At the Canadian Pavilion, Stan Douglas presents ‘2011 ≠ 1848’, an exhibition that builds further on this notion of performative protest. Drawing a through line between the global social and political unrest of 2011 (e.g. the Arab Spring, Occupy Wall Street, etc.) and the working-class upheaval that took place in 1848 across continental Europe, Douglas exhibits a suite of works that demonstrate how social movements are so often predicated on the news disseminated via mass media. The artist’s photographic series ‘2011 ≠ 1848’ (2022) comprises four large CG plates of high fidelity re-enactments of four specific events: the gathering of people praying on Avenue Habib Bourguiba in Tunis on 12 January 2011; the Vancouver Canucks Stanley Cup riot on 15 June 2011; a scuffle between a group of youths and police in Hackney during the London riots on 9 August 2011; and Occupy Wall Street protesters demonstrating on Brooklyn Bridge on 1 October 2011. The images look almost too real to be true, as if their slick, high-resolution finish belies their spurious nature. Although these works are impressive on their own, the main attraction is off-site at Magazzini del Sale – an extension of this year’s Canadian Pavilion. There you’ll see ISDN (2022), a two-channel video presenting a fictionalized rap dialogue or call and response between two groups of Grime and Mahraganat rappers. Here, the exchange of beats and musical ideas imagines a genesis story depicting how these musical genres became the soundtrack of revolt in London and Cairo respectively. 

Jonathas de Andrade, Olho da Rua (Out Loud), 2022. Single-channel video, colour, stereo sound, 26’. Courtesy of the artist, Galleria Continua, Galeria Nara Roesler, and Fondazione In Between Art Film
Jonathas de Andrade, Olho da Rua (Out Loud), 2022, single-channel video, colour, stereo sound, 26 inches. Courtesy: the artist, Galleria Continua, Galeria Nara Roesler and Fondazione In Between Art Film

Zineb Sedira’s immersive installation ‘Dreams Have No Titles’ at the French Pavilion, which looks at Algerian culture through the lens of film, is undoubtedly a crowd favourite. Yet, perhaps out of some unconscious sense of national pride, Simone Leigh’s ‘Sovereignty’ at the US Pavilion seemed to me the biggest tour de force of the pavilions. Although there is little live performance at this year’s Biennale, Leigh’s new body of work, much like that of De Andrade and Douglas, relies on performance as well as fiction-making – or what African-American scholar Saidiya Hartman defined in Venus in Two Acts (2008) as ‘critical fabulation’ – as a form of resistance and truth-seeking. The exhibition starts with Façade (2022), a complete transformation of William Adams Delano and Chester Holmes Aldrich’s 1930 neoclassical pavilion, with the addition of a thatch roof and wood columns – hallmarks of West African vernacular architecture. In part inspired by the 1931 Paris Colonial Exposition, which saw the controversial recreation of the Khmer temple Angkor Wat, the work disrupts our understanding of modernist architecture, creating a more hybrid and fluid history of the site’s building.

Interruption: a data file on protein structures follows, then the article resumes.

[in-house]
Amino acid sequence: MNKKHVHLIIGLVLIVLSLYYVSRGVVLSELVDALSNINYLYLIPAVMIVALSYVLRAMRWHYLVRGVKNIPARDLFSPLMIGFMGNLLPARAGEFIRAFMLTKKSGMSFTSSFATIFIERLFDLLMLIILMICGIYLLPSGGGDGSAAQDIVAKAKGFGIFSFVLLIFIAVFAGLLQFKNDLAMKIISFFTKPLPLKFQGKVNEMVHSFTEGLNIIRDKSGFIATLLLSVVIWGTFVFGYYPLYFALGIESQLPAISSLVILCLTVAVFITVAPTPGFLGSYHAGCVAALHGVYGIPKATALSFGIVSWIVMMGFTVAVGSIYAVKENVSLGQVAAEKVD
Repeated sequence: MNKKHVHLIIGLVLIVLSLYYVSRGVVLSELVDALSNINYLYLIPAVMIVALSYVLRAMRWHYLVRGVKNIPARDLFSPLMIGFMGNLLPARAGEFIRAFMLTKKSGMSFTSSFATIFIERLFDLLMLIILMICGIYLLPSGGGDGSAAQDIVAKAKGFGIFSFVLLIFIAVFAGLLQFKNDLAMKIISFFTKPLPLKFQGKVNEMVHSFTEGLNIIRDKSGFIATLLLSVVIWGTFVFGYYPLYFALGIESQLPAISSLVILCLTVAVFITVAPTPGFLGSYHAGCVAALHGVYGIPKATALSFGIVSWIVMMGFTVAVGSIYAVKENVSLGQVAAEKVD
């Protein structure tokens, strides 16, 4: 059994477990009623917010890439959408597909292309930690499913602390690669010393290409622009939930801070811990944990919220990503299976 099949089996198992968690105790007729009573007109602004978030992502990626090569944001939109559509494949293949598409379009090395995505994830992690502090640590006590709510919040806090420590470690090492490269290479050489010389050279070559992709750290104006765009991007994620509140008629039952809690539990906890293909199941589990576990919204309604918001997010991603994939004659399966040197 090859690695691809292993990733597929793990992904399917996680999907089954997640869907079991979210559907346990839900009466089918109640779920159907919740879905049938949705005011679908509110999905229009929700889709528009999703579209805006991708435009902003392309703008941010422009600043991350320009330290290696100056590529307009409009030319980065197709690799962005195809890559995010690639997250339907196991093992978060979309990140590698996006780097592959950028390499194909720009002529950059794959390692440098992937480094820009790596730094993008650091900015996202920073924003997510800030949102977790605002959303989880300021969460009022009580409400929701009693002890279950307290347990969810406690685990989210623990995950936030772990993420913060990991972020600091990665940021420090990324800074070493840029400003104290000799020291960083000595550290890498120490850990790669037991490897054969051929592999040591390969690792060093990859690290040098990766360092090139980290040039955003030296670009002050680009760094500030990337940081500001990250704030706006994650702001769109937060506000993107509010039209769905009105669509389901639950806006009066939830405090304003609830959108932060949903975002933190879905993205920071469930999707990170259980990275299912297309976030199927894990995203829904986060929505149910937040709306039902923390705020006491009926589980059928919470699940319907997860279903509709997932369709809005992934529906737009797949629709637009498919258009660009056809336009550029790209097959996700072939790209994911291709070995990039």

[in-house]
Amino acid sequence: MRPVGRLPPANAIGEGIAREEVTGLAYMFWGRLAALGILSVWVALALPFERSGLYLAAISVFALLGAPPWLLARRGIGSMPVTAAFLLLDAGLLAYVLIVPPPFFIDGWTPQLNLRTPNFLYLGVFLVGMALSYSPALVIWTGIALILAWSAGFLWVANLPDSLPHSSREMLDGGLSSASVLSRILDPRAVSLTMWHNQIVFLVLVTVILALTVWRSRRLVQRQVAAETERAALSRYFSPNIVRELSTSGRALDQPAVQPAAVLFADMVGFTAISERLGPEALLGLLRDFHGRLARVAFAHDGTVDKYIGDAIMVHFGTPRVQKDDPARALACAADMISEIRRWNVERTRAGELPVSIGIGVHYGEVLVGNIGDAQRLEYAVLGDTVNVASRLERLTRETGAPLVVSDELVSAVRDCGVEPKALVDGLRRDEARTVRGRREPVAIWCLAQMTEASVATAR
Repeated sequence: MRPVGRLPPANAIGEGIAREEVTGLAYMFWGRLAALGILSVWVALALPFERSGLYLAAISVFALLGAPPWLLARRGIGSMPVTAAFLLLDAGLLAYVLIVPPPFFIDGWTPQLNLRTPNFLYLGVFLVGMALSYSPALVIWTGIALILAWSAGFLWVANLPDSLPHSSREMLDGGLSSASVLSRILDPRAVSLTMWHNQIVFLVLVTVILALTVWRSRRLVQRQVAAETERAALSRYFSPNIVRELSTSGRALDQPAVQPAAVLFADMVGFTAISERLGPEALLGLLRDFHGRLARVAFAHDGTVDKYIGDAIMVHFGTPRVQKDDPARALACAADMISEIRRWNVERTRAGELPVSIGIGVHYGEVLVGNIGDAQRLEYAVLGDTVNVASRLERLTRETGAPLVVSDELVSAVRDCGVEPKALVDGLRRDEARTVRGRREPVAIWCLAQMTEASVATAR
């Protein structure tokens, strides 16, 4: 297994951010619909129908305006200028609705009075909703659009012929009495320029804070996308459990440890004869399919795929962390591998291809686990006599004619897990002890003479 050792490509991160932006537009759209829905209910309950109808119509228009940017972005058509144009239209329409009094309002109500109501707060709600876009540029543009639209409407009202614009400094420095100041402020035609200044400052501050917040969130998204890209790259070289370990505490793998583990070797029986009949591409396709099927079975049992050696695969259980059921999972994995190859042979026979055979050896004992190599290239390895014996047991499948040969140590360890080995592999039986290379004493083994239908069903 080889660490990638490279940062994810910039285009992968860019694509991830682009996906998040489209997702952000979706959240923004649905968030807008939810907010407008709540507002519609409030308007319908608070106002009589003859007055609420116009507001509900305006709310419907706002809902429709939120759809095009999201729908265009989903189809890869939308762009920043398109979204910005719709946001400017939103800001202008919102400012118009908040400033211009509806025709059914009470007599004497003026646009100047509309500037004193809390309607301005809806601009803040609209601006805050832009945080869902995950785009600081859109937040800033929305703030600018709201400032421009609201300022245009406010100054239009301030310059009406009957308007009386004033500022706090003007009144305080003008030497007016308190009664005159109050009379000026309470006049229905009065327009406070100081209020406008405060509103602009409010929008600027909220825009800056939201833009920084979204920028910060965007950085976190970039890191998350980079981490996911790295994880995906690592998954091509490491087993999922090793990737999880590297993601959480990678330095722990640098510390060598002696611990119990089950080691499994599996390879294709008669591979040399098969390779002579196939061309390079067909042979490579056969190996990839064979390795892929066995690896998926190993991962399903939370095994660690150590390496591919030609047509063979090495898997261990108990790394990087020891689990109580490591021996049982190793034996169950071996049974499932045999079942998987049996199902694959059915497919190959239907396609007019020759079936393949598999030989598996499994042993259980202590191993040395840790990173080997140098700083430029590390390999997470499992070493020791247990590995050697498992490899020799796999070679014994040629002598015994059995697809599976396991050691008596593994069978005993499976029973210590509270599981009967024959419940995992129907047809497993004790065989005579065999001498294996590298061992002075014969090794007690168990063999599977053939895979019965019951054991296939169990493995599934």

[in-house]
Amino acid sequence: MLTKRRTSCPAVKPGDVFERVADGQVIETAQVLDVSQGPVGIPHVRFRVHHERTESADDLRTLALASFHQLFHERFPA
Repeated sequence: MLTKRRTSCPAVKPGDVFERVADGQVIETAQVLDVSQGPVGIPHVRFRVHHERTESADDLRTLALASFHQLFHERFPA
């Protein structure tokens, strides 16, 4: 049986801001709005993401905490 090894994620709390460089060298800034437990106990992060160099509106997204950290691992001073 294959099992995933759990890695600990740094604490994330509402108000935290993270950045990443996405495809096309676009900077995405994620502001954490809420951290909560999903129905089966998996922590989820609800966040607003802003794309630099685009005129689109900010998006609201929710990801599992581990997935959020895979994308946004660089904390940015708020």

Installation v iews of Stan Douglas: 2011 ≠ 1848 at the Magazzini del Sale N o. 5 at the 59 th International Art Exhibition – La Biennale di Venezia, 23 April – 27 November 2022 Photo: Jack Hems Courtesy of the artist, the National Gallery of Canada, Victoria Miro and David Zwirner
Stan Douglas, ISDN, 2022, installation view. Courtesy: the artist, the National Gallery of Canada, Victoria Miro and David Zwirner; photograph: Jack Hems

As you enter the pavilion, you are greeted by a selection of large-scale glazed stoneware works and bronze sculptures, including Jug (2022), a massive white vessel fashioned with large, sculpted cowrie shells; and Sentinel (2022), an elongated power-object sitting at the centre of the pavilion with its parabola-shaped head reaching the ceiling. The exhibition also features a 20-minute black and white film titled Conspiracy (2022). Made collaboratively with the filmmaker Madeleine Hunt-Ehrlich, Conspiracy is a lyrical film showcasing Leigh and her assistants at work in the studio – a choreographed dance of performing labour. This work is quite strange and beautiful, but ends on a sombre, meditative note. Leigh and her assistants cart off one of her sculptures to a beach and set it on fire. Leigh and artist Lorraine O’Grady stare pensively at the piece as it slowly is engulfed in flames, until all that is left is its armature – a solemn, or perhaps cleansing, ritual.

For additional coverage of the 59th Venice Biennale, see here.

Main image: Simone Leigh, Façade, 2022, thatch, steel and wood, dimensions variable. Courtesy: the artist and Matthew Marks Gallery; photograph: Timothy Schenck


Terence Trouillot is senior editor of frieze. He lives in New York, USA.